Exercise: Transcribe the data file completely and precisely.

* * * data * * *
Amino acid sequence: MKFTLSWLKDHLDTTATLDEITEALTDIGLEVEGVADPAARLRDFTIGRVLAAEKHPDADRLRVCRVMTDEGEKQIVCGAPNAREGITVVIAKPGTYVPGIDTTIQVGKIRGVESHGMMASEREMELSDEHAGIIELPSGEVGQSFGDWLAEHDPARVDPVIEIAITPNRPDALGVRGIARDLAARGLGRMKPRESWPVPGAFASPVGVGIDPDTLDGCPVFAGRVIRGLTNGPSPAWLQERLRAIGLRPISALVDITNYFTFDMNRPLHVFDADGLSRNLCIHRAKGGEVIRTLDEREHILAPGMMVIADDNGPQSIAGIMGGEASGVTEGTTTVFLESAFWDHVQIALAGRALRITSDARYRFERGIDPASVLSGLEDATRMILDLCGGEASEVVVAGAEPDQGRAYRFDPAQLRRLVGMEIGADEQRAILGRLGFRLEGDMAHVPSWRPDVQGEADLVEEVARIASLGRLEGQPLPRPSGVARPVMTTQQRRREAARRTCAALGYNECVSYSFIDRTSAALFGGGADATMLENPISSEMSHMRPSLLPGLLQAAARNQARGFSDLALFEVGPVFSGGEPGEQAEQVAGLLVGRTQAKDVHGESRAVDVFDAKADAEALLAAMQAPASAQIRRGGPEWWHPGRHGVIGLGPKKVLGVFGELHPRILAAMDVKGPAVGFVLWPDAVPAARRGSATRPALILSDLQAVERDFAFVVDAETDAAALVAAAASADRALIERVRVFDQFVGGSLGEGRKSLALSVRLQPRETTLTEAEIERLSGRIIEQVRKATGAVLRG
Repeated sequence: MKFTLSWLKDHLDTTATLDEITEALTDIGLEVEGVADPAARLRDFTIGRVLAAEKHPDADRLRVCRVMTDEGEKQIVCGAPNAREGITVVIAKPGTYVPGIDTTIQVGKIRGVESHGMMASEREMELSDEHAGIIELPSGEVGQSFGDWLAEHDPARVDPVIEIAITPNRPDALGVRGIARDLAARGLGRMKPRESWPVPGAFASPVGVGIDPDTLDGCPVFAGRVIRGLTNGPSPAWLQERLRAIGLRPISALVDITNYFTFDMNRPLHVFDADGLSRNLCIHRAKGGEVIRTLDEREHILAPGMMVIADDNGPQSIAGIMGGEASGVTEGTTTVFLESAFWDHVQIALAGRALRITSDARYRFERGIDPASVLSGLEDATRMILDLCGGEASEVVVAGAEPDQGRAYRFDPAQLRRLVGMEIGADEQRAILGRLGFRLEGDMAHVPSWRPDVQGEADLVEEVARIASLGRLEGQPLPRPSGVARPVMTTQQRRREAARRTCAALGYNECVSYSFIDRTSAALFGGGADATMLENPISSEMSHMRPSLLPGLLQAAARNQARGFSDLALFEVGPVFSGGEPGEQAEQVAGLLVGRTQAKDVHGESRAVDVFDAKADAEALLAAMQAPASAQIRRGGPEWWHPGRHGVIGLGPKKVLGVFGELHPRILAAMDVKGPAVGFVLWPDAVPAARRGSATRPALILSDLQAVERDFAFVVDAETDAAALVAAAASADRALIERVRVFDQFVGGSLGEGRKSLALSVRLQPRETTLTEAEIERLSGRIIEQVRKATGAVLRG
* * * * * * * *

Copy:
Amino acid sequence: MKFTLSWLKDHLDTTATLDEITEALTDIGLEVEGVADPAARLRDFTIGRVLAAEKHPDADRLRVCRVMTDEGEKQIVCGAPNAREGITVVIAKPGTYVPGIDTTIQVGKIRGVESHGMMASEREMELSDEHAGIIELPSGEVGQSFGDWLAEHDPARVDPVIEIAITPNRPDALGVRGIARDLAARGLGRMKPRESWPVPGAFASPVGVGIDPDTLDGCPVFAGRVIRGLTNGPSPAWLQERLRAIGLRPISALVDITNYFTFDMNRPLHVFDADGLSRNLCIHRAKGGEVIRTLDEREHILAPGMMVIADDNGPQSIAGIMGGEASGVTEGTTTVFLESAFWDHVQIALAGRALRITSDARYRFERGIDPASVLSGLEDATRMILDLCGGEASEVVVAGAEPDQGRAYRFDPAQLRRLVGMEIGADEQRAILGRLGFRLEGDMAHVPSWRPDVQGEADLVEEVARIASLGRLEGQPLPRPSGVARPVMTTQQRRREAARRTCAALGYNECVSYSFIDRTSAALFGGGADATMLENPISSEMSHMRPSLLPGLLQAAARNQARGFSDLALFEVGPVFSGGEPGEQAEQVAGLLVGRTQAKDVHGESRAVDVFDAKADAEALLAAMQAPASAQIRRGGPEWWHPGRHGVIGLGPKKVLGVFGELHPRILAAMDVKGPAVGFVLWPDAVPAARRGSATRPALILSDLQAVERDFAFVVDAETDAAALVAAAASADRALIERVRVFDQFVGGSLGEGRKSLALSVRLQPRETTLTEAEIERLSGRIIEQVRKATGAVLRG
Repeated sequence: MKFTLSWLKDHLDTTATLDEITEALTDIGLEVEGVADPAARLRDFTIGRVLAAEKHPDADRLRVCRVMTDEGEKQIVCGAPNAREGITVVIAKPGTYVPGIDTTIQVGKIRGVESHGMMASEREMELSDEHAGIIELPSGEVGQSFGDWLAEHDPARVDPVIEIAITPNRPDALGVRGIARDLAARGLGRMKPRESWPVPGAFASPVGVGIDPDTLDGCPVFAGRVIRGLTNGPSPAWLQERLRAIGLRPISALVDITNYFTFDMNRPLHVFDADGLSRNLCIHRAKGGEVIRTLDEREHILAPGMMVIADDNGPQSIAGIMGGEASGVTEGTTTVFLESAFWDHVQIALAGRALRITSDARYRFERGIDPASVLSGLEDATRMILDLCGGEASEVVVAGAEPDQGRAYRFDPAQLRRLVGMEIGADEQRAILGRLGFRLEGDMAHVPSWRPDVQGEADLVEEVARIASLGRLEGQPLPRPSGVARPVMTTQQRRREAARRTCAALGYNECVSYSFIDRTSAALFGGGADATMLENPISSEMSHMRPSLLPGLLQAAARNQARGFSDLALFEVGPVFSGGEPGEQAEQVAGLLVGRTQAKDVHGESRAVDVFDAKADAEALLAAMQAPASAQIRRGGPEWWHPGRHGVIGLGPKKVLGVFGELHPRILAAMDVKGPAVGFVLWPDAVPAARRGSATRPALILSDLQAVERDFAFVVDAETDAAALVAAAASADRALIERVRVFDQFVGGSLGEGRKSLALSVRLQPRETTLTEAEIERLSGRIIEQVRKATGAVLRG